Innovative, “Green” Projects Designed by Students, Faculty and Administrative Staff

NYU has announced 15 recipients of its first-ever Sustainability Fund Grants. The selected proposals were submitted in response to a campus-wide Request for Proposals (RFP) for innovative, effective and feasible projects that help the university achieve its goals of reducing environmental impacts and raising awareness within the NYU community as to the importance of the sustainability agenda. The winning projects encompass a range of sustainability issues, from the food we eat, to the electricity we consume, to the waste we produce. They also cover a mixture of strategies - from resource conservation and efficiency to outreach and communication to academic curricula and research.

“We are impressed with the submissions we received and pleased that they came from every corner of the NYU community,” said Pierre Hohenberg, NYU’s Senior Vice Provost for Research and Co-Chair of the Task Force’s Sustainability Fund committee. “The quality and degree of thought that went into each project made it a very competitive process. We believe these selections constitute the most effective, executable, environmentally beneficial projects possible.”

Forty-six project proposals were submitted by students, faculty members, administrative staff, and alumni. Each was evaluated by a panel of students, faculty and administrators who are members of the Sustainability Task Force and met regularly over the semester. The proposals went through a rigorous review process which considered each one’s likely impact on the campus environmental footprint, its ability to be self-sustaining or institutionalized after initial funding, and its feasibility and potential for successful implementation. In total, over $115,000 was awarded, with grants ranging from $1,000 to $40,000.

The selected projects are:

  • Residence Hall Recycling Project (Led by Jennie Tichenor, Administrator, Department of Anthropology, Faculty of Arts and Science, and Patricia Kiernan, Recycling Shop) - Every May, students in NYU’s residence halls discard used personal possessions as they move out. This program will implement a targeted recycling effort during this period for 2008. A specific range of discarded items will be salvaged in an organized fashion and redirected to local non-profits for their re-use or recycling. The goal of the program-“The Green Apple Move-Out”-would be to reduce the volume of the targeted dorms’ waste by 10% below the comparable period the previous year. This program will also save NYU in unneeded carting fees.
  • NYU Wagner Existing Building Inventory (Led by Colin Leary and Sarah Wu, Students, Robert F. Wagner Graduate School of Public Service) - A Wagner Urban Planning Capstone team will work with NYU’s Office of Strategic Assessment, Planning, and Design (SAPD) to conduct an inventory of 12 university buildings using the LEED Existing Building rating system. After scoring each building, students will work with building managers and SAPD to identify planned renovations over a 5-10 year period and recommend opportunities to implement green building components.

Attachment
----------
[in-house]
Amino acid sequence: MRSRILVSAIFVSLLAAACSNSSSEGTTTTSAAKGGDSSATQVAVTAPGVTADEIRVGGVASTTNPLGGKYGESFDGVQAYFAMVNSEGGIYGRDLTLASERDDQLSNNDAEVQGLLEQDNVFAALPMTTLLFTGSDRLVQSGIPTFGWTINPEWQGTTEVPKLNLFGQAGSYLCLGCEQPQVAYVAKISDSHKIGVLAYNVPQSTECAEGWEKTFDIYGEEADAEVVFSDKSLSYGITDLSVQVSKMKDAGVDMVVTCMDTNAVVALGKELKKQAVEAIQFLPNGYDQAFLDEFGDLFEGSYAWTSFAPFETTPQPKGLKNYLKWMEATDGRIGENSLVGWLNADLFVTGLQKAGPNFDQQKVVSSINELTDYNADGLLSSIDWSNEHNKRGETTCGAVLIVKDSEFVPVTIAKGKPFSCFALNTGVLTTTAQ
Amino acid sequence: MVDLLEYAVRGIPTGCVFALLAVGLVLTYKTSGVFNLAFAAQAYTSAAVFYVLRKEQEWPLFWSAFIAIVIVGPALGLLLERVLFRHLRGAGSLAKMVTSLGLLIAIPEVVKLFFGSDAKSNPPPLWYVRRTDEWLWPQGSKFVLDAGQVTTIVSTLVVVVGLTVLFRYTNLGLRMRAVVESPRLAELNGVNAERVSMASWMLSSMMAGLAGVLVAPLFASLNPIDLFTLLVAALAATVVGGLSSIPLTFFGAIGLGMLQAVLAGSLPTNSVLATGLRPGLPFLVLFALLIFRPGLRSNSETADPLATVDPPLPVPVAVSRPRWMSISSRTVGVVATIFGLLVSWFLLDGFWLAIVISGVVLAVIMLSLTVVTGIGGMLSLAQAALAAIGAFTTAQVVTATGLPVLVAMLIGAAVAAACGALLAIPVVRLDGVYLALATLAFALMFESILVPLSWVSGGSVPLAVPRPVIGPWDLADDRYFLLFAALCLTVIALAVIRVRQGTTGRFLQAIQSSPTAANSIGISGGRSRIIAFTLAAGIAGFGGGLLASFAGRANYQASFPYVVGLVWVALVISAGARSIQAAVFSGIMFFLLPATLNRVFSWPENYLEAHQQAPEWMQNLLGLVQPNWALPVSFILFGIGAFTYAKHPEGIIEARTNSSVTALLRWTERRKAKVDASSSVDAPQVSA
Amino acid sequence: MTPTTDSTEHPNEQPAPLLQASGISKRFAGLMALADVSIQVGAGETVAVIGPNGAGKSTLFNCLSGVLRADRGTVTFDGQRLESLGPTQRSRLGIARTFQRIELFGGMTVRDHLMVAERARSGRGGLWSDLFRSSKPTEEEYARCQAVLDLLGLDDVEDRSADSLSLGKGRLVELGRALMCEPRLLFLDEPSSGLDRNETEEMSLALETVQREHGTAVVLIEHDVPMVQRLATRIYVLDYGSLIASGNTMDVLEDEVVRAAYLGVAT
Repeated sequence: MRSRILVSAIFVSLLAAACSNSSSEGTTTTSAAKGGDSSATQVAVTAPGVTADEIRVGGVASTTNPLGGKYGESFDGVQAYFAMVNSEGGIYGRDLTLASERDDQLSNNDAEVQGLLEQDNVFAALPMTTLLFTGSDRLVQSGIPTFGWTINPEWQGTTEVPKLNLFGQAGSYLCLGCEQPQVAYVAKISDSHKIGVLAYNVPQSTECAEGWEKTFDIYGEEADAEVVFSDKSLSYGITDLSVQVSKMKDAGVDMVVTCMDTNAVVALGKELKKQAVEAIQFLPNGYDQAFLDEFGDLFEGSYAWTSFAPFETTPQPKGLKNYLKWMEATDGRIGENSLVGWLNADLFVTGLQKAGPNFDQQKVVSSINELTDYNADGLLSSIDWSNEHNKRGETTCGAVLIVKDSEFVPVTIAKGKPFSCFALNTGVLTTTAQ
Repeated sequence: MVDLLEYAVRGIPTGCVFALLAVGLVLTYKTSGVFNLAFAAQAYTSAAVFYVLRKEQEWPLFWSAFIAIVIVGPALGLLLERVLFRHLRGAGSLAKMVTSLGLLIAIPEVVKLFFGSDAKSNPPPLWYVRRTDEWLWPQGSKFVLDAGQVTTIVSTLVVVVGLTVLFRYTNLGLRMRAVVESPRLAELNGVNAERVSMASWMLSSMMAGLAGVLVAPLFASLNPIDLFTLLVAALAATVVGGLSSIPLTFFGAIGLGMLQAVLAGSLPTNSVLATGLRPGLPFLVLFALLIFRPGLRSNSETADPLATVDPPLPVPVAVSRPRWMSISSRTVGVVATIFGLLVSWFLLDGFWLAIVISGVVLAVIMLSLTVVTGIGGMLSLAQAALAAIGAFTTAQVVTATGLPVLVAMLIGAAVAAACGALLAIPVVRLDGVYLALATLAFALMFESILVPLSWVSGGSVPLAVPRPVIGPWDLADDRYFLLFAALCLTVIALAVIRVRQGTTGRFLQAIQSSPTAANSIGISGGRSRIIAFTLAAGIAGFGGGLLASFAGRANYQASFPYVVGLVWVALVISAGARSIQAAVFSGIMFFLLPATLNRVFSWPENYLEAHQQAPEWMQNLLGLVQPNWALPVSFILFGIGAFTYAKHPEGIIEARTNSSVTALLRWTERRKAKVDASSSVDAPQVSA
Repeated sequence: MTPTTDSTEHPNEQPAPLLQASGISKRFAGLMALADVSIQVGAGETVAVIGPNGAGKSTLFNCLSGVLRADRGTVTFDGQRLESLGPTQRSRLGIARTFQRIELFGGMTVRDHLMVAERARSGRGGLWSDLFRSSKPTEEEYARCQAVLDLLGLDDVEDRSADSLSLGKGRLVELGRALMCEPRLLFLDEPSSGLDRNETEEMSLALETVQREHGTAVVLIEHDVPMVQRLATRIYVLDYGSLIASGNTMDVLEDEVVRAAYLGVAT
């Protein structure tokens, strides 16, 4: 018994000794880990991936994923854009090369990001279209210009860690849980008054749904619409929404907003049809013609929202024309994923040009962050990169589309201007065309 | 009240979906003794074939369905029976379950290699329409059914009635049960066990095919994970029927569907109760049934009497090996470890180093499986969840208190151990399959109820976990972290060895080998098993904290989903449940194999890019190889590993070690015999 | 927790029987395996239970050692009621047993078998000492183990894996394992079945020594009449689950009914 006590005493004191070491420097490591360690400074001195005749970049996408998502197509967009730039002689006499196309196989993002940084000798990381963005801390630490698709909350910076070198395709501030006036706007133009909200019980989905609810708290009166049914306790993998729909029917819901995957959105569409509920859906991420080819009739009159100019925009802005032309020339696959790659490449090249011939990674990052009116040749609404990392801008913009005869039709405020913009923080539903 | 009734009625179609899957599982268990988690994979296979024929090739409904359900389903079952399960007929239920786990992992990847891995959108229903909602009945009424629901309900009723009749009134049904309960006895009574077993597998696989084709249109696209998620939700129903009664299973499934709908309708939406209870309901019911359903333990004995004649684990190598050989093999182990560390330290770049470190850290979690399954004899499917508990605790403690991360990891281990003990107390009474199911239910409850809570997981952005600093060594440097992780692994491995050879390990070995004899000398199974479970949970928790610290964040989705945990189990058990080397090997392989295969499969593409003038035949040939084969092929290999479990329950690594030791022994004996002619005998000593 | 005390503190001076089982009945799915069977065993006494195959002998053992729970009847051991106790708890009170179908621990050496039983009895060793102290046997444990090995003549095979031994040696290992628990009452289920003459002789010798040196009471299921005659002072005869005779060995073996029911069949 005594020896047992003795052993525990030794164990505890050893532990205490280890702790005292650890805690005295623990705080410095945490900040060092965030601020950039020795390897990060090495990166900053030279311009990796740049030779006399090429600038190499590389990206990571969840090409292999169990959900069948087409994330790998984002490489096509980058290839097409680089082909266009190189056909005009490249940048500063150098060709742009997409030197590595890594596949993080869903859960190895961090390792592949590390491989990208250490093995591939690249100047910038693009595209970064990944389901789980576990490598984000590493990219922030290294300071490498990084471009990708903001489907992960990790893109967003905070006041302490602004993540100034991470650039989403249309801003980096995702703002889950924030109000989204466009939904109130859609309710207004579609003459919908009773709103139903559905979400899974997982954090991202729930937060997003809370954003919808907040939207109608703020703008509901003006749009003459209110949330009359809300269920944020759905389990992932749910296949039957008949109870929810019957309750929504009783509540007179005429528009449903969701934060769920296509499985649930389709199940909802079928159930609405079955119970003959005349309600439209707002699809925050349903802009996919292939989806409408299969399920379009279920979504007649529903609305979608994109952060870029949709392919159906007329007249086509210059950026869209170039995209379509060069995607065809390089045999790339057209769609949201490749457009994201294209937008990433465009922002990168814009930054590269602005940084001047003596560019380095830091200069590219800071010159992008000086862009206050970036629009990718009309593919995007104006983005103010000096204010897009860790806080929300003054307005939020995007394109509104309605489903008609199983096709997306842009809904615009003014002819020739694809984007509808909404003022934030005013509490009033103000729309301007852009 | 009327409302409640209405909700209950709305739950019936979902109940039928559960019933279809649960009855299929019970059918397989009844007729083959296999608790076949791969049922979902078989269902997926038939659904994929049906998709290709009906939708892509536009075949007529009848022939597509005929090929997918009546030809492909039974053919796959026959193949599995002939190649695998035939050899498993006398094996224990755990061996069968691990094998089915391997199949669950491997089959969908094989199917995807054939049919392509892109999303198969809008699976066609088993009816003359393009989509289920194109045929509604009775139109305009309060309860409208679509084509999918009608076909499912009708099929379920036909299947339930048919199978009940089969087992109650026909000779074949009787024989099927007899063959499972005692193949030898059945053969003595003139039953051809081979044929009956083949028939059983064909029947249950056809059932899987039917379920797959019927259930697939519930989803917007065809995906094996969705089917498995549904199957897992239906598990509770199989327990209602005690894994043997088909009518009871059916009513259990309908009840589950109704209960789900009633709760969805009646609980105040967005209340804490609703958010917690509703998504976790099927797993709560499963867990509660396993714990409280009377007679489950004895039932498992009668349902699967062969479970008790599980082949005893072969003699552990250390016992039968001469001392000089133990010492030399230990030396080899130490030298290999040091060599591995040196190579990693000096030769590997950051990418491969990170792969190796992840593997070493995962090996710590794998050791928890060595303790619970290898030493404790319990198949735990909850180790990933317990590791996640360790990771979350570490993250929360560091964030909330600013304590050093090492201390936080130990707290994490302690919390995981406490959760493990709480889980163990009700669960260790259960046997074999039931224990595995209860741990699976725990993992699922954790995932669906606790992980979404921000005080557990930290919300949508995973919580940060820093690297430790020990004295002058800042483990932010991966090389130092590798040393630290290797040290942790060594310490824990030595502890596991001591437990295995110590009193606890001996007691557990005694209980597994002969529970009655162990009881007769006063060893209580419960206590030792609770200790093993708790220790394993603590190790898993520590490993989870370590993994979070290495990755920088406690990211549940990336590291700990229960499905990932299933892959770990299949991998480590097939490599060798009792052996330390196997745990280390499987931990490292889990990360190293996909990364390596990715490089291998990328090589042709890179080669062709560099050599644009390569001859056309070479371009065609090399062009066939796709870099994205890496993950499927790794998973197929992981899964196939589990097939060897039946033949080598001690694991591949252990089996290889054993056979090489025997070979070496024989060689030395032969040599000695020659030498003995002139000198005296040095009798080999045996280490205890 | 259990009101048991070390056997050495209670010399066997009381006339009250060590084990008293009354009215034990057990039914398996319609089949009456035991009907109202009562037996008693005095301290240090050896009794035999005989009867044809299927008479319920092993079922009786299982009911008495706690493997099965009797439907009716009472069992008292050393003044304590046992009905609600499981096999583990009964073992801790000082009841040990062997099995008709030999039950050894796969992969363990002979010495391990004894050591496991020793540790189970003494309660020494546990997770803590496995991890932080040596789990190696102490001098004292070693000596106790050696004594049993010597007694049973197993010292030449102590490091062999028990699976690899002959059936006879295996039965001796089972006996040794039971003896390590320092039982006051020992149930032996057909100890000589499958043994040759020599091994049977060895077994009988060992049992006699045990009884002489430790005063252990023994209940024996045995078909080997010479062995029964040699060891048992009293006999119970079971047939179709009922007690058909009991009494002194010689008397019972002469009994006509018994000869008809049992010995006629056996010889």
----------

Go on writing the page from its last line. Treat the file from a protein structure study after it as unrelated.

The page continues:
• Healthy Landscape Demonstration Gardens (Led by George Reis, Gardener, NYU Garden Shop) - The Healthy Landscape Demonstration Gardens, under the guidance of a top expert in sustainable urban gardening, will be a pilot project and model for all NYU grounds. Three currently unused plots behind Coles Sports Center with a total area of over 3000 square feet will be transformed into attractive, chemical-free demonstration gardens to display the methods and principles of sustainable gardening and organic land care. Native plant selections and soil fertility management will combine to create a self-renewing landscape. Students and faculty will have access to these gardens for research purposes.
  • Residential Energy Challenge (Led by Adam Brock, Student, Gallatin School of Individualized Study) - This proposal covers a pilot run of the Residential Energy Challenge, a program to reduce electricity use in the residence halls. Through monthly tracking, print and online materials, educational activities, and prizes, students will take action to shrink their energy footprint, reducing carbon emissions and generating cost-savings for the University.
  • Greening of the Gallatin School (Led by Linda Wheeler Reiss, Assistant Dean for Administration, Gallatin School of Individualized Study) - Gallatin is undertaking a gut renovation of its facilities at 715/719 Broadway, pursuing Silver LEED certification (U.S. Green Buildings Council) for the project. This project will document and publicize the efforts undertaken to promote a sustainable environment at Gallatin, thereby informing the wider community of the potential for green renovation and capital project planning at NYU.
  • Replacement of Water Aspirators (Led by Charles Strom, Director of Labs, Department of Chemistry, Faculty of Arts and Science) - The current method of using water aspirators to provide low vacuum in university laboratories is wasteful and inefficient. The project will substitute stand-alone diaphragm pumps in three laboratories to gauge their utility as a water-saving alternative, and assess possibilities for institutionalization across other facilities.